Missing earlier entry
I'm actually blogging in several spots and then doing a cut and paste to this public page. It seems like one of my earlier sessions didn't get in here, so now I'll have to go look for it. If it does make an appearance, I'll take out this explaining entry and make sure they line up by date properly.
Of licences and copyrights
Well, having been at Wikiversity for over a year I've managed to involve myself in several Licence and Copyright debates. While interesting from a technical perspective as insight into the legal side of things, they are entirely unproductive and wasteful to the idea of producing learning products of any sort. We have to try and cross pollinate as much as possible, while being both legal and pragmatic. I hope that is where FSF and CC are going with newer versions of their licences.
I was quite interested to see the perspective of Copyright actually limiting, rather then expanding, the original rights that were granted when a piece was created. Lawrence Lessing's talk about how culture grows and is "controlled" by existing elements is an interesting reflection.
I have been an avid supporter of Open Source for quite some time. I'm a supporter of "Free" software, paticularly the Free as in Free speech kind. I'm not opposed to the Free as in beer kind, but I do feel that developers should be able to make money at that which they love, if they choose. The one thing that concerns me about OER and other open activities is -- who pays for the resources? I do think that by networking we can increase the value of resources, and that the sum is greater then its parts. Maybe I don't understand the professional side of the educational spectrum well enough, and those composing content are well paid, and it's just a matter of getting it out there. Maybe there are no content freelancers, or it doesn't make sense.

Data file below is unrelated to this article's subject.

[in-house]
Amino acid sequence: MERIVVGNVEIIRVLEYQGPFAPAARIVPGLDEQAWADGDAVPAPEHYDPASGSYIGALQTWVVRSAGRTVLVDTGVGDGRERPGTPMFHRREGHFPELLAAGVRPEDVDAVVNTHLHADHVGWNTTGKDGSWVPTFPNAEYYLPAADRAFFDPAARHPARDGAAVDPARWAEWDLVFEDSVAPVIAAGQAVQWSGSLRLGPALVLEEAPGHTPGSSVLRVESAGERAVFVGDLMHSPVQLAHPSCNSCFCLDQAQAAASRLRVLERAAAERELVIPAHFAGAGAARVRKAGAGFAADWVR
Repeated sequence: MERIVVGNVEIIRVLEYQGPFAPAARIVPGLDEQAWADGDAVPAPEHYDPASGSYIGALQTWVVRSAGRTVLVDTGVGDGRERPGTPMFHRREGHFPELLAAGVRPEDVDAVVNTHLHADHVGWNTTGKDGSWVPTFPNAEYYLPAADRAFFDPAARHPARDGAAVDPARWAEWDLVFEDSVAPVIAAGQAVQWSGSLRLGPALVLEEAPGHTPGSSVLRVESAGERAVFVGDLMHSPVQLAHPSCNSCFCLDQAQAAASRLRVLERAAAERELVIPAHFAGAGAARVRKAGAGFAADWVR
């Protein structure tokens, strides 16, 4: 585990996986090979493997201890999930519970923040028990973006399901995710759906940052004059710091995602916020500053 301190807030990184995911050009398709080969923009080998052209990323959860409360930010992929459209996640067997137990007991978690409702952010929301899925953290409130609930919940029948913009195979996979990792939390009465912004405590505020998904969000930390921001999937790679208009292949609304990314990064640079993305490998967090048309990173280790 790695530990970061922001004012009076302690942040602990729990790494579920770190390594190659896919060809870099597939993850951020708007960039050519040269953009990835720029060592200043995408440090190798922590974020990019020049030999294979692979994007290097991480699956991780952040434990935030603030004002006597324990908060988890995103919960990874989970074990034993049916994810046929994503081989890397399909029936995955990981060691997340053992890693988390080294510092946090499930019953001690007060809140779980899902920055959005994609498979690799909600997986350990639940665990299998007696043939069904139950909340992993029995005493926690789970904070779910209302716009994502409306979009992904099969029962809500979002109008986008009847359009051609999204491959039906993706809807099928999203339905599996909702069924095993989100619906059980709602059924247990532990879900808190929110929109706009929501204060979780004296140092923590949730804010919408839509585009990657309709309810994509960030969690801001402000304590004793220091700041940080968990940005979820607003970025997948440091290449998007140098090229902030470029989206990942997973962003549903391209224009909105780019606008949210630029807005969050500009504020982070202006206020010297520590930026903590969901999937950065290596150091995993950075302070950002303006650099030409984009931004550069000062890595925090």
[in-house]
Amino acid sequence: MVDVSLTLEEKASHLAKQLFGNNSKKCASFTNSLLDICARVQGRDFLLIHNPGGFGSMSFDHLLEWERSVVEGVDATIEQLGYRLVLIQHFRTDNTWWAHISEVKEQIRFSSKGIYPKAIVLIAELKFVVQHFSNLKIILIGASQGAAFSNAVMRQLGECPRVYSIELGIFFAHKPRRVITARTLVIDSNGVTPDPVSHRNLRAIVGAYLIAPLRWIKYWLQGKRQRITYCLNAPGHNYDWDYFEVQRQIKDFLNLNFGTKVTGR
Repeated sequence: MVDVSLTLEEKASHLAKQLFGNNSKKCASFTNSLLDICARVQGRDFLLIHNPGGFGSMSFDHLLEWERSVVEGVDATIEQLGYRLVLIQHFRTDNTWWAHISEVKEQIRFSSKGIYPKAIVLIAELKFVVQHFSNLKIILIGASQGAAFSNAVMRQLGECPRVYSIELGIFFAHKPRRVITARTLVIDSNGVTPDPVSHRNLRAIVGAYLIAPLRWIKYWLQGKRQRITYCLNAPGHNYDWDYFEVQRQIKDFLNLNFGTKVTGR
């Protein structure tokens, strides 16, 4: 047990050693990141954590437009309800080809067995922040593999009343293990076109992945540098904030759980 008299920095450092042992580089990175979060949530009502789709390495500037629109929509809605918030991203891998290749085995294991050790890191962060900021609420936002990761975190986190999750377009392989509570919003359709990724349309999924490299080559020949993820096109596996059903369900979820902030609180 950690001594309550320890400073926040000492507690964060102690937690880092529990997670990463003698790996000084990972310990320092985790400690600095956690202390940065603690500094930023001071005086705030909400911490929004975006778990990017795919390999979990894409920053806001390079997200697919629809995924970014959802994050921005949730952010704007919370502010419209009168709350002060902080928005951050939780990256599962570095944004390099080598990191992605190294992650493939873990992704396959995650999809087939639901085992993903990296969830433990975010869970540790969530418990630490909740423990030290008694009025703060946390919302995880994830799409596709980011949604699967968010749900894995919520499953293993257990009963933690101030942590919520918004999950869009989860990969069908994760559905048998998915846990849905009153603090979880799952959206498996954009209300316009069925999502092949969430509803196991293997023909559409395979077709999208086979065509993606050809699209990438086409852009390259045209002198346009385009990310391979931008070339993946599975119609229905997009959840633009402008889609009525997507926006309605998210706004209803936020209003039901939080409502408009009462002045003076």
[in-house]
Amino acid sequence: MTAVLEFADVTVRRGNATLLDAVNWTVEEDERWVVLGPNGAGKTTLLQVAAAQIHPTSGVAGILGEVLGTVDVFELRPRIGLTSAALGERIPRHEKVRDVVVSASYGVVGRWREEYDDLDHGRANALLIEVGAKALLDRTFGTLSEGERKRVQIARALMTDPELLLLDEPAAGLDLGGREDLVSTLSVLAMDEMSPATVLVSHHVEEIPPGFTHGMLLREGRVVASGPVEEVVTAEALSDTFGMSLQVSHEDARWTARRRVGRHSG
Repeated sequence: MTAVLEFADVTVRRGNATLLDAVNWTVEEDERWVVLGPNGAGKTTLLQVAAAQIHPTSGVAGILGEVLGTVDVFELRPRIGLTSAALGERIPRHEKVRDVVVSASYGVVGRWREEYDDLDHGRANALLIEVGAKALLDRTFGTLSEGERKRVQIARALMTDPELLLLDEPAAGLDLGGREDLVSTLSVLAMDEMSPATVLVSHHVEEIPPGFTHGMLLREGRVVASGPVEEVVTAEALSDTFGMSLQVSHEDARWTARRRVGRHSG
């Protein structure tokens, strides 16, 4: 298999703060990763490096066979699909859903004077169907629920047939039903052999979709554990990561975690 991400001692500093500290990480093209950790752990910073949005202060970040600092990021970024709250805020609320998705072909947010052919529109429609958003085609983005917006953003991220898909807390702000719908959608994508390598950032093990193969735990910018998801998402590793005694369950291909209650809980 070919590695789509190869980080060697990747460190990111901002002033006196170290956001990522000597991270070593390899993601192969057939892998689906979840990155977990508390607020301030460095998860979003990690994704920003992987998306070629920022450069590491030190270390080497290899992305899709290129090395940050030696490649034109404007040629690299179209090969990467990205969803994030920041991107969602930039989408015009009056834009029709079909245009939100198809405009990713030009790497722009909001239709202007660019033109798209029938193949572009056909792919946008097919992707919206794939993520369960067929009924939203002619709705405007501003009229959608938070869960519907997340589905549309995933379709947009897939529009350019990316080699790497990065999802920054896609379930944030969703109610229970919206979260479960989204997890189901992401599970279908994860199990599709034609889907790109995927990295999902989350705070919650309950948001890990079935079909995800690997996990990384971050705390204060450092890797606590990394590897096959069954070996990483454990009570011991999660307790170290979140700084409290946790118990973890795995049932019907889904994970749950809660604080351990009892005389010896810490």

I think the message to take out of this weeks exercise is that copyright is for our benefit, and we have to use it as such. We shouldn't sit on the sidelines while self-interested parties lobby to limit and eliminate our rights for their best interest. We have to express _our_ self interest, which is to allow our culture to allow future generations to benefit from what has gone before them -- without publishers trying to gently extend their franchises into perpetuity. From and OER perspective, it is important to work together -- on copyright, as well as general technological models. It's important to have systems that will work together, and content that is easily moved from system to system.
LeMill and Wikiversity - Week 2's musings